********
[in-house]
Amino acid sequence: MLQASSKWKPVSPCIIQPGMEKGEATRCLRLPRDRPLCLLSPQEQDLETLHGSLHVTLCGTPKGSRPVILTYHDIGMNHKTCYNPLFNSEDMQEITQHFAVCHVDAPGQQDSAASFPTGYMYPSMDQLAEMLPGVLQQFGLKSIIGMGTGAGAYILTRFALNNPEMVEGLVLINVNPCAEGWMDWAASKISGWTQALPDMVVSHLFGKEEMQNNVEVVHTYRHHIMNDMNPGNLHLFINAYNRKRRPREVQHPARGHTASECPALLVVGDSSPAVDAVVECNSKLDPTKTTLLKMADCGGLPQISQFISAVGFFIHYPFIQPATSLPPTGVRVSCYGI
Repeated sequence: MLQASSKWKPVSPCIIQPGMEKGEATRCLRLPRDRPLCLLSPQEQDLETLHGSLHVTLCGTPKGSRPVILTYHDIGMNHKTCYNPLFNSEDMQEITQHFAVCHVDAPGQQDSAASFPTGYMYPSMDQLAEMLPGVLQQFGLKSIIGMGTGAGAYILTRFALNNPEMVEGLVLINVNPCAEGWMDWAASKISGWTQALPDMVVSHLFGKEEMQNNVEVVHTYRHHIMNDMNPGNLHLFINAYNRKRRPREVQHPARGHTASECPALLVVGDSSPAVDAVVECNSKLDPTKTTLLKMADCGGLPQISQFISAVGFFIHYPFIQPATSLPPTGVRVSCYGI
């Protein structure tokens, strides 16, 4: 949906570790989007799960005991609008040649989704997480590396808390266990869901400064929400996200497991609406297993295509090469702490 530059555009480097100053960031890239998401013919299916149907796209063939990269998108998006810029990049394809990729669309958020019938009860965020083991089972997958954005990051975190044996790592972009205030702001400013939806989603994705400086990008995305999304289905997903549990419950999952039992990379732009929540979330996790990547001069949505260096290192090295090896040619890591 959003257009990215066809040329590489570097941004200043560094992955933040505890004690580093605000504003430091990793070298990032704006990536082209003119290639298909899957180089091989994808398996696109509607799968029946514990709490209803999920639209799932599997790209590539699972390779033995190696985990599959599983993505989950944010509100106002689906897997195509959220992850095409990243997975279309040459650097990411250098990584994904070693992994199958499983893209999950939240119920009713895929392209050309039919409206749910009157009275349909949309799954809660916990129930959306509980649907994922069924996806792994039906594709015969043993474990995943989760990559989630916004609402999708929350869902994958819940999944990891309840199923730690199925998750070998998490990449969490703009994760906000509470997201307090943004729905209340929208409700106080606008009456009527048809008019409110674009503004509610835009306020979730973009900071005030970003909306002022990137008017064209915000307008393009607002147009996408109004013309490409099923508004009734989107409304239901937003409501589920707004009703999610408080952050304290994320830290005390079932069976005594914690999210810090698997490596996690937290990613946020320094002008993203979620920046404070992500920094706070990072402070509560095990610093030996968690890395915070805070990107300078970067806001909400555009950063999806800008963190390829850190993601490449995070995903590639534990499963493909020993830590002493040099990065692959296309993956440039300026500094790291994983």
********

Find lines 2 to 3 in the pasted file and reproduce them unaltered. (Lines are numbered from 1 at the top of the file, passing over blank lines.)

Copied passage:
Amino acid sequence: MLQASSKWKPVSPCIIQPGMEKGEATRCLRLPRDRPLCLLSPQEQDLETLHGSLHVTLCGTPKGSRPVILTYHDIGMNHKTCYNPLFNSEDMQEITQHFAVCHVDAPGQQDSAASFPTGYMYPSMDQLAEMLPGVLQQFGLKSIIGMGTGAGAYILTRFALNNPEMVEGLVLINVNPCAEGWMDWAASKISGWTQALPDMVVSHLFGKEEMQNNVEVVHTYRHHIMNDMNPGNLHLFINAYNRKRRPREVQHPARGHTASECPALLVVGDSSPAVDAVVECNSKLDPTKTTLLKMADCGGLPQISQFISAVGFFIHYPFIQPATSLPPTGVRVSCYGI
Repeated sequence: MLQASSKWKPVSPCIIQPGMEKGEATRCLRLPRDRPLCLLSPQEQDLETLHGSLHVTLCGTPKGSRPVILTYHDIGMNHKTCYNPLFNSEDMQEITQHFAVCHVDAPGQQDSAASFPTGYMYPSMDQLAEMLPGVLQQFGLKSIIGMGTGAGAYILTRFALNNPEMVEGLVLINVNPCAEGWMDWAASKISGWTQALPDMVVSHLFGKEEMQNNVEVVHTYRHHIMNDMNPGNLHLFINAYNRKRRPREVQHPARGHTASECPALLVVGDSSPAVDAVVECNSKLDPTKTTLLKMADCGGLPQISQFISAVGFFIHYPFIQPATSLPPTGVRVSCYGI